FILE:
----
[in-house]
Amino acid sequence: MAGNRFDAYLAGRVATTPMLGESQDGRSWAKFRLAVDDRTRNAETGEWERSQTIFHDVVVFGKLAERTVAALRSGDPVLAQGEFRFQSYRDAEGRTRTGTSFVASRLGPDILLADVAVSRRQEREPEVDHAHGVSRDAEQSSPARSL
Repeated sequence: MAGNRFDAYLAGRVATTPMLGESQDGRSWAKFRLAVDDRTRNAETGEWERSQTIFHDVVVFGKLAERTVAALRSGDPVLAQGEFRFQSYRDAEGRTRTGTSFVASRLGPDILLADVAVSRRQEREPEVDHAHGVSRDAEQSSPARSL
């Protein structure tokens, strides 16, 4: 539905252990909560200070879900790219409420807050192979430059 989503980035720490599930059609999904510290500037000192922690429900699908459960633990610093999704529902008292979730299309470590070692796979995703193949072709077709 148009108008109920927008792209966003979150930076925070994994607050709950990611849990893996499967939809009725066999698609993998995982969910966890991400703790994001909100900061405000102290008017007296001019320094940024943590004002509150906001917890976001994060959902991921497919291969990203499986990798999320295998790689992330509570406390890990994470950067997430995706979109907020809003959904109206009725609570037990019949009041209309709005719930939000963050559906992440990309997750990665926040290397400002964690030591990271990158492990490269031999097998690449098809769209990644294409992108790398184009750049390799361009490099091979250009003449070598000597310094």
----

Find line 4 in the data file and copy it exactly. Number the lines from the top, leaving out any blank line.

């Protein structure tokens, strides 16, 4: 539905252990909560200070879900790219409420807050192979430059 989503980035720490599930059609999904510290500037000192922690429900699908459960633990610093999704529902008292979730299309470590070692796979995703193949072709077709 148009108008109920927008792209966003979150930076925070994994607050709950990611849990893996499967939809009725066999698609993998995982969910966890991400703790994001909100900061405000102290008017007296001019320094940024943590004002509150906001917890976001994060959902991921497919291969990203499986990798999320295998790689992330509570406390890990994470950067997430995706979109907020809003959904109206009725609570037990019949009041209309709005719930939000963050559906992440990309997750990665926040290397400002964690030591990271990158492990490269031999097998690449098809769209990644294409992108790398184009750049390799361009490099091979250009003449070598000597310094």